It starts with a tingling in the fingers, a feeling of focus, of a change in the rhythm of the world, a pricking of the thumbs.
Power is everywhere, it is under our feet, it circles around the cities and towns we have made our homes. We gather it and order it and make it flow from the centre outwards in a network like veins, pulsing with an electric heartbeat that keeps things functioning just as they always have. Yet power transfers and the time is coming for it to change hands.
What if the power to hurt were in women’s hands?
Imagine a world where teenage girls awake one morning with extraordinary physical strength and power that outstrips their male counterparts. Thanks to a newly acquired section of muscle near their collarbone, young women can now conduct electricity like electric eels: inflicting pain or electrocuting to death as they wish. They can even waken this power in older women too. In Naomi Alderman’s The Power, the balance of the world is irrevocably altered overnight.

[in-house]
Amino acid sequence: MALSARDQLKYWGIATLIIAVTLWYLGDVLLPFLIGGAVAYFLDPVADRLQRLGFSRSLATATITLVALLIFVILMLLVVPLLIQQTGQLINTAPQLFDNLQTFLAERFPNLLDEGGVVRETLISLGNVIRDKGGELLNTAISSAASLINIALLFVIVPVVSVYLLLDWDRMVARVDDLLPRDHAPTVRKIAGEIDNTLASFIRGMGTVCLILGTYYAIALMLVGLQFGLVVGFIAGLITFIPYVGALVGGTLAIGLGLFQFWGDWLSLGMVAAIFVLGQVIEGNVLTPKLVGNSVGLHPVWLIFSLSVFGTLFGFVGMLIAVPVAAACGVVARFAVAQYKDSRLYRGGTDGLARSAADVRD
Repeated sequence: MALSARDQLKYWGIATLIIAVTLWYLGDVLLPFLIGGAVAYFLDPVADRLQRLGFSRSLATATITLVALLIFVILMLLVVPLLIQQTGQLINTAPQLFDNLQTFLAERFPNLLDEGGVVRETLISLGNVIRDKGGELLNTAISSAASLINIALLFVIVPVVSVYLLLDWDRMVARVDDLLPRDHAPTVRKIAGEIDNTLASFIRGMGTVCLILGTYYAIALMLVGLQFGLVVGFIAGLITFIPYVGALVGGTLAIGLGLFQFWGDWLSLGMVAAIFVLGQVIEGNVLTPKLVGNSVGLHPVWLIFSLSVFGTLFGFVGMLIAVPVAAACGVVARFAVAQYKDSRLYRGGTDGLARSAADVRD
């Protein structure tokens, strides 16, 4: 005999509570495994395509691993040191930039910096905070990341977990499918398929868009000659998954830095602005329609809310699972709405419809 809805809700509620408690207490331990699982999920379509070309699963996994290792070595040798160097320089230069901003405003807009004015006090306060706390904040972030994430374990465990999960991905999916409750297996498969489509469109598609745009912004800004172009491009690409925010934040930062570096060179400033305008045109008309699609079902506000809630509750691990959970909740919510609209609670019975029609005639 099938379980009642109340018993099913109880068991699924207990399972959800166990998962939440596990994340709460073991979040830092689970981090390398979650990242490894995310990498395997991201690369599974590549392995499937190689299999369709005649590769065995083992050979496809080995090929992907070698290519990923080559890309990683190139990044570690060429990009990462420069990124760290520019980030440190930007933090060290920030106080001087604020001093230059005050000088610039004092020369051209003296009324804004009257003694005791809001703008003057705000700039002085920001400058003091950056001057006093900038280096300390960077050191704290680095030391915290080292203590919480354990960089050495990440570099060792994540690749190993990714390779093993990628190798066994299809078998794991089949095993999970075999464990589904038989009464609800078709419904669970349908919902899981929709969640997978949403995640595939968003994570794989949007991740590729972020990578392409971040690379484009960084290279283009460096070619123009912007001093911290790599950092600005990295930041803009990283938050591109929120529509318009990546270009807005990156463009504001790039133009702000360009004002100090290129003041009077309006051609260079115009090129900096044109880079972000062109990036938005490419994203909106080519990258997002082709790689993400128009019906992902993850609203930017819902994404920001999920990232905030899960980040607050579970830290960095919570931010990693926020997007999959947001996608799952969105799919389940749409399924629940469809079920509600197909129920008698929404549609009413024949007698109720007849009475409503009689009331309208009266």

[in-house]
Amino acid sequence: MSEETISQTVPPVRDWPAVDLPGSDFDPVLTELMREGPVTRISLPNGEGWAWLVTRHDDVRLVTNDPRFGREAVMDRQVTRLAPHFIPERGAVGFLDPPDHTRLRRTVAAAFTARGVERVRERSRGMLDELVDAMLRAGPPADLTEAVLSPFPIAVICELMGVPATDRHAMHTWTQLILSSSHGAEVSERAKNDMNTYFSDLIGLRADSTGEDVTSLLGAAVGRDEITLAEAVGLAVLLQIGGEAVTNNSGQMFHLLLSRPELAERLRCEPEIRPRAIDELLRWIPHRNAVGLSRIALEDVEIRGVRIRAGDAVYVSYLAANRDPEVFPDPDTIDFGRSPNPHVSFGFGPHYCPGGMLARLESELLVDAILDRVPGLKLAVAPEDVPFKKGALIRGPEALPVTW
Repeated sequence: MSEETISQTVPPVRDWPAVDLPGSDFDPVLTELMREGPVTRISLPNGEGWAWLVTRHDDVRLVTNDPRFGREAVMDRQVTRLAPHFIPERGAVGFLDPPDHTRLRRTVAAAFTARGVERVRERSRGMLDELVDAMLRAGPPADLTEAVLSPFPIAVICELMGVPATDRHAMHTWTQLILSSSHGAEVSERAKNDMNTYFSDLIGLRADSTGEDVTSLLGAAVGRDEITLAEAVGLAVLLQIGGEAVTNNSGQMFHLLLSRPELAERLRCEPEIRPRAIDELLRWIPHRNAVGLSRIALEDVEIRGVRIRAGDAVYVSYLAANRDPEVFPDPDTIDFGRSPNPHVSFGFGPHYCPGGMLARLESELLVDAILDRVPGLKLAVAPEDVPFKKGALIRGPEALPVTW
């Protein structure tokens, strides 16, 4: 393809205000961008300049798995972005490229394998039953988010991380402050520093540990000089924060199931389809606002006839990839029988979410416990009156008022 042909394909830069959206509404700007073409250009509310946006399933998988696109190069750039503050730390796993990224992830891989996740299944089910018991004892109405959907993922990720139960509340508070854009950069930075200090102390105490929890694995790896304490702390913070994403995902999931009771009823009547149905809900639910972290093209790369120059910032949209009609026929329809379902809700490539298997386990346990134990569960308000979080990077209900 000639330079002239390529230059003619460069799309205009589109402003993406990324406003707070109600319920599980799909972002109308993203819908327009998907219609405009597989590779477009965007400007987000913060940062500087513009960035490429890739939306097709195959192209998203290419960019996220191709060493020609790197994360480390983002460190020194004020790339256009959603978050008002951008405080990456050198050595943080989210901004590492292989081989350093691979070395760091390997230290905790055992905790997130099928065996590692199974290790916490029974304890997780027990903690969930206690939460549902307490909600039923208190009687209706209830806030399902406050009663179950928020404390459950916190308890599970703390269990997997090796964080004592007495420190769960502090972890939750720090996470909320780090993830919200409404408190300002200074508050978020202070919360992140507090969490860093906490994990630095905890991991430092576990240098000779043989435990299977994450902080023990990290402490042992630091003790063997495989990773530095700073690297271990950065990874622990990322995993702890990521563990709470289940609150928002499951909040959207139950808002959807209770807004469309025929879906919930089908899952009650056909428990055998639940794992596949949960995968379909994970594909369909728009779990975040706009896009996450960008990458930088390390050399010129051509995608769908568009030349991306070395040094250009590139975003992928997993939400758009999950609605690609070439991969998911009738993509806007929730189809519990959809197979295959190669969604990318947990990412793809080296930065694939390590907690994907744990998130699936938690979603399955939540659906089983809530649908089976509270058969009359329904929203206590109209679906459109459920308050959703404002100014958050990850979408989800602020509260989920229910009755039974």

The novel weaves four central points of view; that of Margot, the ruthlessly ambitious member of American government; Roxy, the somewhat gullible daughter of a London gangster; Tunde, a young Nigerian man who documents the worldwide change known as Day of the Girls; and Allie, a teenage runaway who becomes revered as a deity; through their experiences, we witness the ways in which women utilise their newfound dominance.
This brave new world is far from a utopia however. As uprisings and revolts spread through the world and after the initial delight in female empowerment subsides, a darker side to the new world order emerges.
Exploring the concepts of gender, hierarchy and power, The Power is an ingenious and masterfully crafted piece of feminist science fiction as well as a searing indictment of our contemporary world.